But then here I am, in a vast region of the world rarely paid too much attention: the Pacific. And while I'm trying to let myself visit each country anew, to answer the same questions, but start from scratch, not assuming that the realities related to the care of children are the same. But I find myself falling into the trap of generalizing about "the Pacific".  So, to try to get back on target with the child protection research I'm participating in, and to share some interesting highlights from the research so far I thought I'd talk a bit about rights.

My first day in my "Public Health and Humanitarian Action" course someone raised their hand and said "but what about approaching this from a rights perspective?" I'm sure people have varying degrees of knowledge about what a rights based approach is, but essentially it uses human rights as a framework for humanitarian intervention and development. Part of this approach, especially concerning child protection, is to teach children what their rights are. For instance the right to be safe and not be abused, the right to adequate nutrition, the right to education. The thought being that if children know that these are things they have a right to (or to be safe from) when those rights are abused they are more likely to tell someone/advocate for themselves etc, and are better prepared to participate in the process of realizing their rights.

So. It sounds pretty fantastic. Children know their rights. They advocate for them. Rights are realized. The sky is full of rainbows. What could possible go wrong?

Go ahead and translate rights into Solomon Islands pidgin. The closest word is power. Ah so now all the posters and billboards are advocating "Child Power" in a culture where children are better seen and not heard and are on the bottom of the proverbial totem pole as status and power are supposed to come with age. So it looks like children's power over adults is being advocated, trying to subvert traditional practices. So most locals ignore the programs and signs, some find them insulting, most think they are irrelevant.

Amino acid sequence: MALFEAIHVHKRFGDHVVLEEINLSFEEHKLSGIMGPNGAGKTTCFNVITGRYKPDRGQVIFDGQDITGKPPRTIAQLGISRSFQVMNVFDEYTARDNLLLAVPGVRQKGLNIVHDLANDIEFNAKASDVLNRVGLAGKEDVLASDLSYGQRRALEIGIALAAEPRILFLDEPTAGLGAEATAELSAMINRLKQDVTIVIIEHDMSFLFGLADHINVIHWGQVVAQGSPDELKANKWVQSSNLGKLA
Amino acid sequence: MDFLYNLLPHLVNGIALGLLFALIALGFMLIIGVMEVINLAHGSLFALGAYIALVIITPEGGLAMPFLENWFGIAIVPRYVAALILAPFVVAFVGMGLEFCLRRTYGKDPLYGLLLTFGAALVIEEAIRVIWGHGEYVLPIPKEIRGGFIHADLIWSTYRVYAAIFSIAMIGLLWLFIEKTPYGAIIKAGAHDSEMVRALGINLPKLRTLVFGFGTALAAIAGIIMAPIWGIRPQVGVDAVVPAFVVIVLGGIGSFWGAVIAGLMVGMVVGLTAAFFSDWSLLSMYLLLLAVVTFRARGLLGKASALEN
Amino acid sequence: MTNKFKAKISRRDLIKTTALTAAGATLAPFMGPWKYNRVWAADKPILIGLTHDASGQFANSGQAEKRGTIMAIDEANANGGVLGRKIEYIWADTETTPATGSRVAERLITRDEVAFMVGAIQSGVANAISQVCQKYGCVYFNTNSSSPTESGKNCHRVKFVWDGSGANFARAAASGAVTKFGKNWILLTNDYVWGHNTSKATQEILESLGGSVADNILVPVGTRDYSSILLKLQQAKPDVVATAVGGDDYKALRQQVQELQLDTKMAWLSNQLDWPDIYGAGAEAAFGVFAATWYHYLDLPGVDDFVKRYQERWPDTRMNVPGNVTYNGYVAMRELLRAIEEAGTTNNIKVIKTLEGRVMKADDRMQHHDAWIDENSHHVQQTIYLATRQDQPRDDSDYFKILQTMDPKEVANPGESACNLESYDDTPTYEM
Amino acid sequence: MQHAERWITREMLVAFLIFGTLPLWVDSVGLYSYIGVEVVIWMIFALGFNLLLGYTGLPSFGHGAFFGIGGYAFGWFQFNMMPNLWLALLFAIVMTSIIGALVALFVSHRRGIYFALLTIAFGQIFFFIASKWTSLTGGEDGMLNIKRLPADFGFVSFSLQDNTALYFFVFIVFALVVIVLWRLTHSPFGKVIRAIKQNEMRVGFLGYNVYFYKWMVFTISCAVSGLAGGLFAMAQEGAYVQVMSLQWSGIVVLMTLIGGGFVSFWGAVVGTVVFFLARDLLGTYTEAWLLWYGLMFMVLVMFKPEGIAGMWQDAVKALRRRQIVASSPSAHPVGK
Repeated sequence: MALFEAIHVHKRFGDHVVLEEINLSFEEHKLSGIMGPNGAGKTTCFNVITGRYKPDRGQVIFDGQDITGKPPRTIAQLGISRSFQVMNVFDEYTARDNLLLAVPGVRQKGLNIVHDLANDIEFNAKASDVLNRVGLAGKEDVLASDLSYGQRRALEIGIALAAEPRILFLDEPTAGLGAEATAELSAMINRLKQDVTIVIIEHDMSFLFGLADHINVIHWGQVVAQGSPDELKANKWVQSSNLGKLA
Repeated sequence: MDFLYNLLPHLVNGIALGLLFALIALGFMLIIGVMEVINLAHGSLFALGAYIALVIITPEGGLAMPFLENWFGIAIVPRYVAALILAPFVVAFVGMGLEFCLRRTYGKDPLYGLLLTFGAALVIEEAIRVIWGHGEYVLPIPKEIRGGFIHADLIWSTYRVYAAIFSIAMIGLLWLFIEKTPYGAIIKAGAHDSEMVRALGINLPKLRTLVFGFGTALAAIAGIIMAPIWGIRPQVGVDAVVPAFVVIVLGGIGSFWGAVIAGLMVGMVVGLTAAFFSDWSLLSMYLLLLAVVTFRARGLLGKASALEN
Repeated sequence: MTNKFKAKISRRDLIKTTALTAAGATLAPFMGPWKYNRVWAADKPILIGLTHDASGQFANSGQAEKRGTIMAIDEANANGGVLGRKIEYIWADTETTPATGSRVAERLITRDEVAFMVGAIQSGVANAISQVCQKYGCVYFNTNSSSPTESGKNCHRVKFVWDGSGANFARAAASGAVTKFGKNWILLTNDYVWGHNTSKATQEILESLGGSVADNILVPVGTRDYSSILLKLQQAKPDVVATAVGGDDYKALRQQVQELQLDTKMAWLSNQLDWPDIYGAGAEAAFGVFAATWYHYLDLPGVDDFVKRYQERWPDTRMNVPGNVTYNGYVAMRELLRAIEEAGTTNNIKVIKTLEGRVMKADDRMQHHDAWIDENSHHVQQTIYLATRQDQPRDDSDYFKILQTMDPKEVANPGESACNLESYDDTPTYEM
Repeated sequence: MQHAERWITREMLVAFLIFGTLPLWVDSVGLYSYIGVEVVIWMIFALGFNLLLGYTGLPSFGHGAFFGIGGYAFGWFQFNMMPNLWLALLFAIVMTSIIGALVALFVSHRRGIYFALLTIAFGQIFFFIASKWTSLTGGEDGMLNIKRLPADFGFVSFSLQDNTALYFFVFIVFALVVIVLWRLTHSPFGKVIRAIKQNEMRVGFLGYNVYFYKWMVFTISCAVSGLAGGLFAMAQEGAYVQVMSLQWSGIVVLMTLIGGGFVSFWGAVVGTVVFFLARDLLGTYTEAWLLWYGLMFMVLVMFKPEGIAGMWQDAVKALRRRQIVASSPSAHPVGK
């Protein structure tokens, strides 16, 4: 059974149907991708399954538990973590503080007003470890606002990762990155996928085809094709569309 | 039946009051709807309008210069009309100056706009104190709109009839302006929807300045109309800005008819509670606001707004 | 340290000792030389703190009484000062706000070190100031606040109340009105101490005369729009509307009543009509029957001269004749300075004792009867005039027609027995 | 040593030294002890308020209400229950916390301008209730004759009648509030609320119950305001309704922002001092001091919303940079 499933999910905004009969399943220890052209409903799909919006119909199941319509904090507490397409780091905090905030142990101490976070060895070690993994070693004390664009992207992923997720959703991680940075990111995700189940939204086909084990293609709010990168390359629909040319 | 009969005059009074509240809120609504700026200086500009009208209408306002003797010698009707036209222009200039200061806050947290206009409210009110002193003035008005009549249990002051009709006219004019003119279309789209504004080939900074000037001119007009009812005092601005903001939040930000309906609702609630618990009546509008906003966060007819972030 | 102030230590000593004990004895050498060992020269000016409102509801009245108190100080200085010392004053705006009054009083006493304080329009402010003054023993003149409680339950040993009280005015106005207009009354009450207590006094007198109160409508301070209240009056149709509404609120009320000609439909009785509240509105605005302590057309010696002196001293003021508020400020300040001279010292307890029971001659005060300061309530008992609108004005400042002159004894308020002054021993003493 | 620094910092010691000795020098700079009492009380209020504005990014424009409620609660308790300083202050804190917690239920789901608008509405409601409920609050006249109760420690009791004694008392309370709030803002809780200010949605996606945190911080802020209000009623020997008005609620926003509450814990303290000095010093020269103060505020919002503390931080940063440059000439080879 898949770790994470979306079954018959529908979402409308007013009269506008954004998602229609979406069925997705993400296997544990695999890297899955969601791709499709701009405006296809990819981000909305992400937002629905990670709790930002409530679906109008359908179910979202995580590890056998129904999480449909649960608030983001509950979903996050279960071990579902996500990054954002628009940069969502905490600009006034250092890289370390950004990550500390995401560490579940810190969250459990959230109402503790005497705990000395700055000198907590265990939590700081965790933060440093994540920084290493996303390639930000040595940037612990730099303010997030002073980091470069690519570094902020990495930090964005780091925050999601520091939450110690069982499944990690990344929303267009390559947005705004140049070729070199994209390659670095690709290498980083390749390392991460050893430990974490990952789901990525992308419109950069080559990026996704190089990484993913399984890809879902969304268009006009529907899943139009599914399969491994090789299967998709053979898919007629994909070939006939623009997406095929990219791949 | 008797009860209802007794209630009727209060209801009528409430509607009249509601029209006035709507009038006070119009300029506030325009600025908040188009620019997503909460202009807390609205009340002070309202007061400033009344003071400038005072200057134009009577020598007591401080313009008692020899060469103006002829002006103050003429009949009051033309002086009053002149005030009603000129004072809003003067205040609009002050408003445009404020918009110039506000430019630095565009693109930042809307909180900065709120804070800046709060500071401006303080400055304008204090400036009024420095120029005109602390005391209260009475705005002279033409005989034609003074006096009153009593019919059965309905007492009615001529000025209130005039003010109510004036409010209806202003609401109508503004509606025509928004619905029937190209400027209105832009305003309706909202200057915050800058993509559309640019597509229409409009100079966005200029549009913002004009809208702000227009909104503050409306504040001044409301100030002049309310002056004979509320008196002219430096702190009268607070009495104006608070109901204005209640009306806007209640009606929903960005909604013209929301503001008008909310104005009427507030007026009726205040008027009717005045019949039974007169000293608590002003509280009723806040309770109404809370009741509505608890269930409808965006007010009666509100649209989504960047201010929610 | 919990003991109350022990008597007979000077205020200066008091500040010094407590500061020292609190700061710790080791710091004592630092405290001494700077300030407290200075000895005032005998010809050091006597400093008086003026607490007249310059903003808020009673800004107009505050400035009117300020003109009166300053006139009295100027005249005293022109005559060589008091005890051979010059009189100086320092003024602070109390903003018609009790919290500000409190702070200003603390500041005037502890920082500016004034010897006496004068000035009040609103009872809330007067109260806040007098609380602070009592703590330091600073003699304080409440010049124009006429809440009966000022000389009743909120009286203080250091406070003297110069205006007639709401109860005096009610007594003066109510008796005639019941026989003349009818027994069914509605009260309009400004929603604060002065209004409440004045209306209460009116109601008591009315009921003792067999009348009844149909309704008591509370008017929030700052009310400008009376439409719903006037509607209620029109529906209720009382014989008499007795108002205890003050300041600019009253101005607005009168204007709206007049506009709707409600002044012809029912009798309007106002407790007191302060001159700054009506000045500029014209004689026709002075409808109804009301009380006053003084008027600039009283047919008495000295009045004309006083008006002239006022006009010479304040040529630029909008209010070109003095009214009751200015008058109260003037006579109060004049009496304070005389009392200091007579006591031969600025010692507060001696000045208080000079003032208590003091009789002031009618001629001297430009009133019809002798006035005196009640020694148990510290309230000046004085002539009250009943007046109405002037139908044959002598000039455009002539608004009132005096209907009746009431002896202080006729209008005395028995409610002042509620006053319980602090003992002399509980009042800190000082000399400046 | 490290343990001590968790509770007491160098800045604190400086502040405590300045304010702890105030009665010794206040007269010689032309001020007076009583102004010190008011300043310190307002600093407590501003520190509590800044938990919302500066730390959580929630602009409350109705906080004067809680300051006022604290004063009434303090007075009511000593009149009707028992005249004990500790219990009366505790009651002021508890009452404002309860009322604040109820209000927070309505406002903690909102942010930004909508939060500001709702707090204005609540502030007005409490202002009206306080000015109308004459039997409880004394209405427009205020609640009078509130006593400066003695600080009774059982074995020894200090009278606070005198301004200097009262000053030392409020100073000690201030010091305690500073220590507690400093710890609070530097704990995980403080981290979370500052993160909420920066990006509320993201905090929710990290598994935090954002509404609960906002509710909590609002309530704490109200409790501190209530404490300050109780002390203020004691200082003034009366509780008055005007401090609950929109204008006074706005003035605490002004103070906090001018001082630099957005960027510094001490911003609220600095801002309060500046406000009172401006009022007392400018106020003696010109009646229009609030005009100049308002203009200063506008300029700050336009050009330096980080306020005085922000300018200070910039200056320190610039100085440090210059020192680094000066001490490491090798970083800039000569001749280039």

But the promotion of child rights is a global strategy to encourage the realization of child rights. It makes sense in theory, but as is apparent here, not always in practice. In the Solomon Islands, as I wrote previously, children are not the center of families as they are in much of the West. Families don't move so children can go to a good school, children are sent away, for instance. The good of the family is paramount, rather than the good of its individual members. So promoting the good of individual members, particularly those that are "least important" is like trying to change the traditions there.

So what's a better option? Realizing child rights is an incredibly important goal, but as long as they are realized, is calling them rights, and having them understood as such by the local population, the most important thing? Perhaps awareness raising campaigns could focus on the strength of families? Healthy children make strong families. Educated children make families stronger. If your wantok are treated well and are successful they can support you in the future. There are many ways to approach it that are all more culturally relevant and locally acceptable than using the same child rights approach used else. What about adapting strategies to local conditions?
Also, just think how well received the campaign on women's rights is. Woman power? Yikes. Hopefully more on gender in the Pacific next time!

Until then, it's pouring rain here so no beach time for me and I won't come back with a tan. I do feel bad for all the tourists and honeymooners though!

I'll try to put up pictures once I find some faster internet, happy summer to everyone!